43 daedal “Skilful, cunning to invent or fashion” (OED).

44 Flora “In Latin mythology, the goddess of flowers; hence, in modern poetical language, the personification of nature’s power in producing flowers” (OED).

51 Argus “A mythological person fabled to have had a hundred eyes,” hence an allusion to the prying eyes of the curious (OED).

60 coral Red.

61 ambrosial “Exceptionally sweet or delightful” (OED).

SOURCE: Poems on Several Occasions (London, 1752), pp. 9-12. [Google Books]

Edited by Ulises Canchola

Christopher Smart, “A Morning Piece, or, An Hymn for the Hay-Makers”


 “A Morning Piece, or, An Hymn for the Hay-Makers”


Quinetiam Gallum noctem explaudentibus alis
Auroram clara consuetum voce vocare.         LUCRET[IUS].

Brisk chaunticleer his mattins had begun,
And broke the silence of the night,
And thrice he call’d aloud the tardy sun,
And thrice he hail’d the dawn’s ambiguous light;
Back to their graves the fear-begotten phantoms run.                            5

Strong Labour got up with his pipe in his mouth,
And stoutly strode over the dale,
He lent new perfumes to breath of the south,
On his back hung his wallet and flail.
Behind him came Health from her cottage of thatch,                             10
Where never physician had lifted the latch.

First of the village Colin was awake,
And thus he sung, reclining on his rake.
Now the rural graces three
Dance beneath yon maple tree;                                                            15
First the vestal Virtue, known
By her adamantine zone;
Next to her in rosy pride,
Sweet Society, the bride;
Last Honesty, full seemly drest                                                              20
In her cleanly home-spun vest.
The abby bells in wak’ning rounds
The warning peal have giv’n;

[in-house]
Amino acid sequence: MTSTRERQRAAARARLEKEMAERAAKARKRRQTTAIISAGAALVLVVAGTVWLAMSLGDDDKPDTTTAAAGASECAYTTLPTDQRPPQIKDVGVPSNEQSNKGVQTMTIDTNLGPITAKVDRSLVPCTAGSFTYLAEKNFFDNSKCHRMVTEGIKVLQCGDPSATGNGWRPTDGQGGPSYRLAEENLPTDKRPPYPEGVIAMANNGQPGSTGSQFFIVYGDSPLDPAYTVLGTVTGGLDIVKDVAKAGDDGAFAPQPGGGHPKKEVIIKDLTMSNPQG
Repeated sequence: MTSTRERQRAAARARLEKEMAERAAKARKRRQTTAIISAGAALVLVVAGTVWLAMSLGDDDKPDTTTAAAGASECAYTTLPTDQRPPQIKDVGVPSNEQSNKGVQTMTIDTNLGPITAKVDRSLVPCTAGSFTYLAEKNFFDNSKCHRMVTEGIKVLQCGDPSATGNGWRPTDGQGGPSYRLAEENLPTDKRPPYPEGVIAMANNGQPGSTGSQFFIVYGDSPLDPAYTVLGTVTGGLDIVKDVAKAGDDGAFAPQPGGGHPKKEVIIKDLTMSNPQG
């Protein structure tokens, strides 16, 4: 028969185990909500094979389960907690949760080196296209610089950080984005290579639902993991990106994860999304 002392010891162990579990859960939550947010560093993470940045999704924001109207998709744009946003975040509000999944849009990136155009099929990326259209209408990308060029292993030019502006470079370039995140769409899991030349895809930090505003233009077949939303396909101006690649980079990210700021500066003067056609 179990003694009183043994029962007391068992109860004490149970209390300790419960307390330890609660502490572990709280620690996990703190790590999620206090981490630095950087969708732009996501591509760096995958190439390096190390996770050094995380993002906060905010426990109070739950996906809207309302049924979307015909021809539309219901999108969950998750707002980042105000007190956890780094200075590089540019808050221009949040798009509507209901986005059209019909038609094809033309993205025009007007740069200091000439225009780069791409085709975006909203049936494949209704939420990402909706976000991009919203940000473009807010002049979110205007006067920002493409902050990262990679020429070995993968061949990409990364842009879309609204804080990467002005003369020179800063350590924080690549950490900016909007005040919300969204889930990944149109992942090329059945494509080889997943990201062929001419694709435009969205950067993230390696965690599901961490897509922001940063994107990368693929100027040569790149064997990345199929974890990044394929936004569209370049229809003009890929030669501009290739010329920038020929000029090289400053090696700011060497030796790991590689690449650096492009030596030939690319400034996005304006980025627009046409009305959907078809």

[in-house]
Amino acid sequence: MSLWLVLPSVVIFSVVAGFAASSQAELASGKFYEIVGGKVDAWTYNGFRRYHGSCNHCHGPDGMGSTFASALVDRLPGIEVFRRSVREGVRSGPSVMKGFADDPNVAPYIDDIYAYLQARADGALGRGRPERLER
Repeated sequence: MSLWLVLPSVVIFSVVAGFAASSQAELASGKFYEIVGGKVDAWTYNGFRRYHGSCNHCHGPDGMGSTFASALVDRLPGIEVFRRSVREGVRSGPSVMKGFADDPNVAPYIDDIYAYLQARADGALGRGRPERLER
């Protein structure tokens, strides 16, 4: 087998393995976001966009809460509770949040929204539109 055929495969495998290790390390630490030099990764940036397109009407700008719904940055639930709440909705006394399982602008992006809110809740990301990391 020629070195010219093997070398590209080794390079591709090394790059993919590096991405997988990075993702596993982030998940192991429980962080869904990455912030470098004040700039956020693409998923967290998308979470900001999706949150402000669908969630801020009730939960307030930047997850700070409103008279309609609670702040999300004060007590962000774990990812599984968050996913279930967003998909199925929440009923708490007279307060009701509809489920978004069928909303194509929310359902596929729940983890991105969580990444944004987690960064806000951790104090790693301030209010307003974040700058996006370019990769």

And pious Gratitude resounds
Her morning hymn to heav’n.                                                                 25

All nature wakes—the birds unlock their throats,
And mock the shepherd’s rustic notes.
All alive o’er the lawn,
Full glad of the dawn,
The little lambkins play,                                                                         30
Sylvia and Sol arise,—and all is day—

Come, my mates, let us work,
And all hands to the fork,
While the Sun shines, our Hay-cocks to make,
So fine is the Day,                                                                                        35
And so fragrant the Hay,
That the Meadow’s as blithe as the Wake.

Our voices let’s raise
In Phoebus’s praise,
Inspir’d by so glorious a theme,                                                                        40
Our musical words
Shall be join’d by the birds,
And we’ll dance to the tune of the stream.


Epigraph  Quinetiam Gallum noctem explaudentibus alis/Auroram clara consuetum voce vocare  From Lucretius, De Rerum Natura, Book IV, ll. 714-715.  “For the Cock, that claps his Wings and drives away the Darkness, and by his clear Notes calls forth the Morning Light” (Guernier, and others, T. Lucretius Carus Of the Nature of Things, in Six Books [London, 1743], vol. 2, p. 63).

1  chaunticleer  Proverbial name for a rooster; mattins  “The service of morning prayer, especially in the Anglican Church compare evensong, vespers” (OED).

flail  “A tool that has a long handle with a stick swinging from it, used especially in the past to separate grains of wheat from their dry outer covering, by beating the wheat” (OED).

17  adamantine  “Rigidly firm: unyielding adamantine discipline” (OED).

23  peal  “A loud ringing of a bell or bells” (OED).

30  lambkins  “Young lambs”  (OED).

33  fork  Pitchfork.

37  blithe  “Cheerful” (OED); Wake “Rows of green damp grass”  (James Orchard Halliwell, Dictionary of Archaic and Provincial Words, vol. 2 [London, 1872], p. 913)

39  Phoebus  “God identified with the sun” (OED).

SOURCE:  Poems on Several Occasions (London, 1752), pp. 7-9.  [Google Books]

Edited by Mark Novak